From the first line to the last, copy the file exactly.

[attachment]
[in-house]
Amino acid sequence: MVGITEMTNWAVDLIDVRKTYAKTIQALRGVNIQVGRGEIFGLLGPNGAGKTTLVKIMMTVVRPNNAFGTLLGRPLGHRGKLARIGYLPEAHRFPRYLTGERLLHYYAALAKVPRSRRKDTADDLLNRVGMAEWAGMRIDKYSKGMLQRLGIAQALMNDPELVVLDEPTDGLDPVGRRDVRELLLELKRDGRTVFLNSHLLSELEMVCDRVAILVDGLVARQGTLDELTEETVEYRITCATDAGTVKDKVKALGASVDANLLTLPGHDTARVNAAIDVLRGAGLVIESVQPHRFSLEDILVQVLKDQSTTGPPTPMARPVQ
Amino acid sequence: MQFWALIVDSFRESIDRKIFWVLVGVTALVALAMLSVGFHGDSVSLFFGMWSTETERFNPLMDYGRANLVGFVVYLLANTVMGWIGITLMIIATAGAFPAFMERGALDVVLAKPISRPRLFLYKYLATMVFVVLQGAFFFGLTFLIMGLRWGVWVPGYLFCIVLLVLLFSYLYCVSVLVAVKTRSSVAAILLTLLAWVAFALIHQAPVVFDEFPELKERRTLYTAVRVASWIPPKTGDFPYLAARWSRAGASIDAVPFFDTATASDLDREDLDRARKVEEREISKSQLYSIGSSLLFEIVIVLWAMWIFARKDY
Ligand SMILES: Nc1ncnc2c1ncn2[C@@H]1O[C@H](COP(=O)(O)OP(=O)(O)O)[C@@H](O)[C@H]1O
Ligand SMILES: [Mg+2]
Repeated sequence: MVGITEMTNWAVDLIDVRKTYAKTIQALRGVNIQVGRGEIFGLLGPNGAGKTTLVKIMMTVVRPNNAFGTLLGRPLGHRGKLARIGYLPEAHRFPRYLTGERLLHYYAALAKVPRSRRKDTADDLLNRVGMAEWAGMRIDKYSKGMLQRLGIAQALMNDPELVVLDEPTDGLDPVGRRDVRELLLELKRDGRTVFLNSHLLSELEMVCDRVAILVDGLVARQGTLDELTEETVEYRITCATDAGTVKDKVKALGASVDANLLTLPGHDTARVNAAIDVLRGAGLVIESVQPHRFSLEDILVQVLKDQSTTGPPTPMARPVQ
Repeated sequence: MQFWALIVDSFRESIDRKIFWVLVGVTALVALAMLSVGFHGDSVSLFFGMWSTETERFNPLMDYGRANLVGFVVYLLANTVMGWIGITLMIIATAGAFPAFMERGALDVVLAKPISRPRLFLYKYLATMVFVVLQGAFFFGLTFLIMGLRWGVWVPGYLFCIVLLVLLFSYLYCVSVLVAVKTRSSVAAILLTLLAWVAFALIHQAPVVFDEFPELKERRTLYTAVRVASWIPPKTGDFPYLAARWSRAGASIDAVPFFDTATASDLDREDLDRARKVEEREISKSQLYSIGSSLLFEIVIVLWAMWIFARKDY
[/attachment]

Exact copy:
[in-house]
Amino acid sequence: MVGITEMTNWAVDLIDVRKTYAKTIQALRGVNIQVGRGEIFGLLGPNGAGKTTLVKIMMTVVRPNNAFGTLLGRPLGHRGKLARIGYLPEAHRFPRYLTGERLLHYYAALAKVPRSRRKDTADDLLNRVGMAEWAGMRIDKYSKGMLQRLGIAQALMNDPELVVLDEPTDGLDPVGRRDVRELLLELKRDGRTVFLNSHLLSELEMVCDRVAILVDGLVARQGTLDELTEETVEYRITCATDAGTVKDKVKALGASVDANLLTLPGHDTARVNAAIDVLRGAGLVIESVQPHRFSLEDILVQVLKDQSTTGPPTPMARPVQ
Amino acid sequence: MQFWALIVDSFRESIDRKIFWVLVGVTALVALAMLSVGFHGDSVSLFFGMWSTETERFNPLMDYGRANLVGFVVYLLANTVMGWIGITLMIIATAGAFPAFMERGALDVVLAKPISRPRLFLYKYLATMVFVVLQGAFFFGLTFLIMGLRWGVWVPGYLFCIVLLVLLFSYLYCVSVLVAVKTRSSVAAILLTLLAWVAFALIHQAPVVFDEFPELKERRTLYTAVRVASWIPPKTGDFPYLAARWSRAGASIDAVPFFDTATASDLDREDLDRARKVEEREISKSQLYSIGSSLLFEIVIVLWAMWIFARKDY
Ligand SMILES: Nc1ncnc2c1ncn2[C@@H]1O[C@H](COP(=O)(O)OP(=O)(O)O)[C@@H](O)[C@H]1O
Ligand SMILES: [Mg+2]
Repeated sequence: MVGITEMTNWAVDLIDVRKTYAKTIQALRGVNIQVGRGEIFGLLGPNGAGKTTLVKIMMTVVRPNNAFGTLLGRPLGHRGKLARIGYLPEAHRFPRYLTGERLLHYYAALAKVPRSRRKDTADDLLNRVGMAEWAGMRIDKYSKGMLQRLGIAQALMNDPELVVLDEPTDGLDPVGRRDVRELLLELKRDGRTVFLNSHLLSELEMVCDRVAILVDGLVARQGTLDELTEETVEYRITCATDAGTVKDKVKALGASVDANLLTLPGHDTARVNAAIDVLRGAGLVIESVQPHRFSLEDILVQVLKDQSTTGPPTPMARPVQ
Repeated sequence: MQFWALIVDSFRESIDRKIFWVLVGVTALVALAMLSVGFHGDSVSLFFGMWSTETERFNPLMDYGRANLVGFVVYLLANTVMGWIGITLMIIATAGAFPAFMERGALDVVLAKPISRPRLFLYKYLATMVFVVLQGAFFFGLTFLIMGLRWGVWVPGYLFCIVLLVLLFSYLYCVSVLVAVKTRSSVAAILLTLLAWVAFALIHQAPVVFDEFPELKERRTLYTAVRVASWIPPKTGDFPYLAARWSRAGASIDAVPFFDTATASDLDREDLDRARKVEEREISKSQLYSIGSSLLFEIVIVLWAMWIFARKDY